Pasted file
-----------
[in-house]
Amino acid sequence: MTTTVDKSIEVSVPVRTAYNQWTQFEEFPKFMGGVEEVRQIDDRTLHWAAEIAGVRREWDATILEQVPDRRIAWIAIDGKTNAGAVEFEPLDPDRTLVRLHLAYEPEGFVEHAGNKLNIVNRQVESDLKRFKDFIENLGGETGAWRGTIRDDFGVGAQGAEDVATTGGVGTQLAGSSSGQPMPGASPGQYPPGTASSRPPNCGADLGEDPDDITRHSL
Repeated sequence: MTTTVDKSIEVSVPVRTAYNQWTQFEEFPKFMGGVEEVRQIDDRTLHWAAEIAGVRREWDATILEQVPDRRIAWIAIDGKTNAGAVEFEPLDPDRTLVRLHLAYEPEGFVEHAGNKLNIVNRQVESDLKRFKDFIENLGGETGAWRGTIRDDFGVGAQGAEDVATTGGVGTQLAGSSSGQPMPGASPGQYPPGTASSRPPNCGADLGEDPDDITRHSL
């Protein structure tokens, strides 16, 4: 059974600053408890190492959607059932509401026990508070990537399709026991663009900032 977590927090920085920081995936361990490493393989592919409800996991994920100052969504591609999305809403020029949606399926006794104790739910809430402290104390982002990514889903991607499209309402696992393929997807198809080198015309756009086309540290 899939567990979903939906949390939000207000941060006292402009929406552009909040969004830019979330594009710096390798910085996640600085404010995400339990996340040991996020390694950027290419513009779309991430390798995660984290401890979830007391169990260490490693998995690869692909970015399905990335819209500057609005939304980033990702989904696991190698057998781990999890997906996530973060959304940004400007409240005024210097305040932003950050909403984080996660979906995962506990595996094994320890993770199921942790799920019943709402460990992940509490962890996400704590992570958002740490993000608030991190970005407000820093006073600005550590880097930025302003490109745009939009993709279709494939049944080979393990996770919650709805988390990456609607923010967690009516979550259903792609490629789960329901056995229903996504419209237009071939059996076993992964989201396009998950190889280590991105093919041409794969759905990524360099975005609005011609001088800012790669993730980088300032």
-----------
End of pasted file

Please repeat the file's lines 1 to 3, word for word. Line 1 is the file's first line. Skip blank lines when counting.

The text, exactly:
[in-house]
Amino acid sequence: MTTTVDKSIEVSVPVRTAYNQWTQFEEFPKFMGGVEEVRQIDDRTLHWAAEIAGVRREWDATILEQVPDRRIAWIAIDGKTNAGAVEFEPLDPDRTLVRLHLAYEPEGFVEHAGNKLNIVNRQVESDLKRFKDFIENLGGETGAWRGTIRDDFGVGAQGAEDVATTGGVGTQLAGSSSGQPMPGASPGQYPPGTASSRPPNCGADLGEDPDDITRHSL
Repeated sequence: MTTTVDKSIEVSVPVRTAYNQWTQFEEFPKFMGGVEEVRQIDDRTLHWAAEIAGVRREWDATILEQVPDRRIAWIAIDGKTNAGAVEFEPLDPDRTLVRLHLAYEPEGFVEHAGNKLNIVNRQVESDLKRFKDFIENLGGETGAWRGTIRDDFGVGAQGAEDVATTGGVGTQLAGSSSGQPMPGASPGQYPPGTASSRPPNCGADLGEDPDDITRHSL